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Balloon Angioplasty  

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A coronary angioplasty is a procedure to open an artery in the heart that has become narrowed. This allows better blood flow through the artery and to the heart muscle. It is often done with a balloon that is passed through a special catheter (tube).


Reasons for Procedure  

Atherosclerosis is a disease of the arteries. Cholesterol and fatty deposits build up on the walls of the arteries. This restricts blood flow. When this buildup happens in the heart, it may lead to a heart attack . Lifestyle changes and medicines can be used to treat atherosclerosis. If they are not enough, an angioplasty may be done.


Possible Complications  

If you are planning to have an angioplasty, your doctor will review a list of possible complications which may include:

  • Bleeding at the point of catheter insertion
  • Damage to the walls of arteries, causing you to need more procedures or surgery
  • Heart attack or abnormal heart beats called arrhythmia
  • Allergic reaction to x-ray dye
  • Blood clots
  • Infection
  • Stroke
  • Temporary kidney failure

Some factors that may increase the risk of complications include:


What to Expect  

Prior to Procedure  

Your doctor will likely do the following.

In the days leading up to your procedure:

  • Talk to your doctor about your current medicines. Certain medicines may need to be stopped before the procedure, such as:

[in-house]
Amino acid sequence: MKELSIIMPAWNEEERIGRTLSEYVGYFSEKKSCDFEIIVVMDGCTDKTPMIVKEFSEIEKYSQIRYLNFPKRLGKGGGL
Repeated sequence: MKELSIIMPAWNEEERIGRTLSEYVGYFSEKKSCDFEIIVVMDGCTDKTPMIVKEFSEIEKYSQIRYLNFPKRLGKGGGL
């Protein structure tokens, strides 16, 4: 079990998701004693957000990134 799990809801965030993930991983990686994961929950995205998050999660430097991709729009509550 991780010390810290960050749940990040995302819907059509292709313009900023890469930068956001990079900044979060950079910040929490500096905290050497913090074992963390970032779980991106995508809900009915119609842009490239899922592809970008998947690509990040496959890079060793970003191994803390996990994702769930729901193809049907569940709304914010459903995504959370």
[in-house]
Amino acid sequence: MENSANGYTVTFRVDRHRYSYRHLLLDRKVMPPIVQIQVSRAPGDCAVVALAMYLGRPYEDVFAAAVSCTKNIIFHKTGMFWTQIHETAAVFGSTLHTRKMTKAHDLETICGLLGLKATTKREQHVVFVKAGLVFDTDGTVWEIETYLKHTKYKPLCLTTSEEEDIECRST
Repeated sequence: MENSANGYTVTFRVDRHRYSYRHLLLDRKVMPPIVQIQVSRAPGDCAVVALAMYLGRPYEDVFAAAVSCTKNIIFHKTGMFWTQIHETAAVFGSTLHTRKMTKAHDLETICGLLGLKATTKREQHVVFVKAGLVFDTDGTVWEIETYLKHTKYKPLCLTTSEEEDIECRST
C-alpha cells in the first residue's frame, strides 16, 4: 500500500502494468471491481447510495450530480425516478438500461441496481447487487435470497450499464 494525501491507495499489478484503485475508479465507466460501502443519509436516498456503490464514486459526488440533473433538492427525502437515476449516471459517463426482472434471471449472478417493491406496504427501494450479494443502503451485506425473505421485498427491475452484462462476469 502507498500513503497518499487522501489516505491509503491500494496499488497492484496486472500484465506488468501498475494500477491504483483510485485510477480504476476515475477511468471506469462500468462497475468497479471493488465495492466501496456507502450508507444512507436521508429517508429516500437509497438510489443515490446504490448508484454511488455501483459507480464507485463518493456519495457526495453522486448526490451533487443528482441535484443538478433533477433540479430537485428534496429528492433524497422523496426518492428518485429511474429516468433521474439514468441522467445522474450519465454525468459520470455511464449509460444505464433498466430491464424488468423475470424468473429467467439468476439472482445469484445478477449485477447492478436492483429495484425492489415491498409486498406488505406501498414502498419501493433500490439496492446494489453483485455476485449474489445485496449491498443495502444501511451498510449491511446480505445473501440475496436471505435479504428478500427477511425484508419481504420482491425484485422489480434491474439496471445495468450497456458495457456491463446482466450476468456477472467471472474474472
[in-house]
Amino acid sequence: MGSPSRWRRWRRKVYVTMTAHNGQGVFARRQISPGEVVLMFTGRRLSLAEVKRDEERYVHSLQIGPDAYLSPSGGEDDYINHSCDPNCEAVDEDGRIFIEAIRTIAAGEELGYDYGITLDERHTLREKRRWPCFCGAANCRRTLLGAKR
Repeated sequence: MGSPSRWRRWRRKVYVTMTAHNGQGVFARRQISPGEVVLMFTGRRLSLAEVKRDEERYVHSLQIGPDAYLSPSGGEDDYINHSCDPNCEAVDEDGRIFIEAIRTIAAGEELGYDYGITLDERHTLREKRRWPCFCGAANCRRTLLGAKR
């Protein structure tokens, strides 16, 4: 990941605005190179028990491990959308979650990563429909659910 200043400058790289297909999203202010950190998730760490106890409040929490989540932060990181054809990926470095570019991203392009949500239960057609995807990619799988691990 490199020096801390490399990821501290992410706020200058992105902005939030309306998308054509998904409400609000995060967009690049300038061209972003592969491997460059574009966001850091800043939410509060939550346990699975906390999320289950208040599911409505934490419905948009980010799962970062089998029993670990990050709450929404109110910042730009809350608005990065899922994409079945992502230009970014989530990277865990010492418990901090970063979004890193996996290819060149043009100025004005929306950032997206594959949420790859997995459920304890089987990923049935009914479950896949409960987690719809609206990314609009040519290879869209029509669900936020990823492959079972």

• Anti-inflammatory drugs (eg, ibuprofen) for up to one week before surgery
    • Blood-thinning medicines such as warfarin (Coumadin)
    • Metformin (Glucophage) or glyburide and metformin (Glucovance)
  • You should take aspirin before and during the procedure. Your doctor may also prescribe clopidogrel (Plavix) before the procedure.
  • The night before, eat a light meal. Do not eat or drink anything after midnight.
  • Arrange for a ride to and from the procedure.
  • Arrange for help at home after returning from the hospital.


Local anesthetic will be given. It will numb the area of the groin or arm where the catheter will be inserted. You will also be given sedation and pain medicine through an IV. This will help to keep you comfortable during the procedure.

Description of Procedure  

The area of the groin or arm where the catheter will be inserted will be shaved, cleaned, and numbed. A needle will be inserted into the artery. You will receive blood-thinning medicines during the procedure. A wire will be passed through the needle and into the artery. The wire will be guided through until it reaches the blocked artery in the heart. A soft, flexible catheter tube will then be slipped over the wire and threaded up to the blockage.

The doctor will be taking x-rays during the procedure to know where the wire and catheter are located. Dye will be injected into the arteries of the heart. This will provide a better view of the arteries and blockages.

After the blockage is reached, a small balloon at the tip of the catheter will be rapidly inflated and deflated. This will stretch the artery open. The deflated balloon, catheter, and wire will be removed.

Your doctor may also insert a small mesh tube called a stent into the artery where there was a narrowing. A stent acts to keep the artery open by providing support inside it.

After the procedure is done and the blood-thinning medicines have worn off, the catheter will be removed. Pressure will be applied for 20-30 minutes to control bleeding.

A bandage will be placed over the groin or arm.

How Long Will It Take?  

30 minutes to three hours

Will It Hurt?  

The anesthetic should numb the area where the catheter is inserted. You may feel a burning sensation when the anesthesia is given. You may also feel pressure when the catheters are moved. Some people have a flushed feeling or